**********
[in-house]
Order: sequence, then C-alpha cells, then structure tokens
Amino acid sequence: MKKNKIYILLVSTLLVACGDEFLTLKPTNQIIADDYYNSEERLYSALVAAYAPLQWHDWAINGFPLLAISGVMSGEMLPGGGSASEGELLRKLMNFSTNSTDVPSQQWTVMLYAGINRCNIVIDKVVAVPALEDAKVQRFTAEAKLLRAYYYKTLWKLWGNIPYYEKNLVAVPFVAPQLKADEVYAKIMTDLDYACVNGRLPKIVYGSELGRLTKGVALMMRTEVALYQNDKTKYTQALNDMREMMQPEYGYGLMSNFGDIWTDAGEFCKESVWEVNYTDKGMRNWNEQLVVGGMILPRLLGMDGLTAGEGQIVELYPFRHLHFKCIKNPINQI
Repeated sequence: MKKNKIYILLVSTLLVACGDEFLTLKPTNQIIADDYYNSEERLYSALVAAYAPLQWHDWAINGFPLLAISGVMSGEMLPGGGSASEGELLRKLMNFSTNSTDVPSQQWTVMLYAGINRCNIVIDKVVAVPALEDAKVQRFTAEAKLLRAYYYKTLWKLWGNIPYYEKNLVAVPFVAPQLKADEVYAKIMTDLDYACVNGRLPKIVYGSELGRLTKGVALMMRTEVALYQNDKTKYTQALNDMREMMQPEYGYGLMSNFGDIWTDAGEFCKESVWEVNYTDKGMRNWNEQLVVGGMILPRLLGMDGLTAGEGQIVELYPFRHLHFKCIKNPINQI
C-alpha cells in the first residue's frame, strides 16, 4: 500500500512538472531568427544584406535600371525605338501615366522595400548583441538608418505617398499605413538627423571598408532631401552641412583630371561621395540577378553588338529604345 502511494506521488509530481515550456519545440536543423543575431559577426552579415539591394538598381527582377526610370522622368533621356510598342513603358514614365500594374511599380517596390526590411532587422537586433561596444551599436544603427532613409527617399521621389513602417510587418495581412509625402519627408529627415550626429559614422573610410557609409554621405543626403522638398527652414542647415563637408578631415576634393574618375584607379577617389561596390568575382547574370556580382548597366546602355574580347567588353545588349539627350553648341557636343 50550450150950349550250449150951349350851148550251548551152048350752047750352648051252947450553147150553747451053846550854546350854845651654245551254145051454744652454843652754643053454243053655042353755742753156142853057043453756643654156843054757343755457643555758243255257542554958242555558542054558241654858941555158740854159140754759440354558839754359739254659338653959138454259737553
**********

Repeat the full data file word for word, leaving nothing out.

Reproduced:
[in-house]
Order: sequence, then C-alpha cells, then structure tokens
Amino acid sequence: MKKNKIYILLVSTLLVACGDEFLTLKPTNQIIADDYYNSEERLYSALVAAYAPLQWHDWAINGFPLLAISGVMSGEMLPGGGSASEGELLRKLMNFSTNSTDVPSQQWTVMLYAGINRCNIVIDKVVAVPALEDAKVQRFTAEAKLLRAYYYKTLWKLWGNIPYYEKNLVAVPFVAPQLKADEVYAKIMTDLDYACVNGRLPKIVYGSELGRLTKGVALMMRTEVALYQNDKTKYTQALNDMREMMQPEYGYGLMSNFGDIWTDAGEFCKESVWEVNYTDKGMRNWNEQLVVGGMILPRLLGMDGLTAGEGQIVELYPFRHLHFKCIKNPINQI
Repeated sequence: MKKNKIYILLVSTLLVACGDEFLTLKPTNQIIADDYYNSEERLYSALVAAYAPLQWHDWAINGFPLLAISGVMSGEMLPGGGSASEGELLRKLMNFSTNSTDVPSQQWTVMLYAGINRCNIVIDKVVAVPALEDAKVQRFTAEAKLLRAYYYKTLWKLWGNIPYYEKNLVAVPFVAPQLKADEVYAKIMTDLDYACVNGRLPKIVYGSELGRLTKGVALMMRTEVALYQNDKTKYTQALNDMREMMQPEYGYGLMSNFGDIWTDAGEFCKESVWEVNYTDKGMRNWNEQLVVGGMILPRLLGMDGLTAGEGQIVELYPFRHLHFKCIKNPINQI
C-alpha cells in the first residue's frame, strides 16, 4: 500500500512538472531568427544584406535600371525605338501615366522595400548583441538608418505617398499605413538627423571598408532631401552641412583630371561621395540577378553588338529604345 502511494506521488509530481515550456519545440536543423543575431559577426552579415539591394538598381527582377526610370522622368533621356510598342513603358514614365500594374511599380517596390526590411532587422537586433561596444551599436544603427532613409527617399521621389513602417510587418495581412509625402519627408529627415550626429559614422573610410557609409554621405543626403522638398527652414542647415563637408578631415576634393574618375584607379577617389561596390568575382547574370556580382548597366546602355574580347567588353545588349539627350553648341557636343 50550450150950349550250449150951349350851148550251548551152048350752047750352648051252947450553147150553747451053846550854546350854845651654245551254145051454744652454843652754643053454243053655042353755742753156142853057043453756643654156843054757343755457643555758243255257542554958242555558542054558241654858941555158740854159140754759440354558839754359739254659338653959138454259737553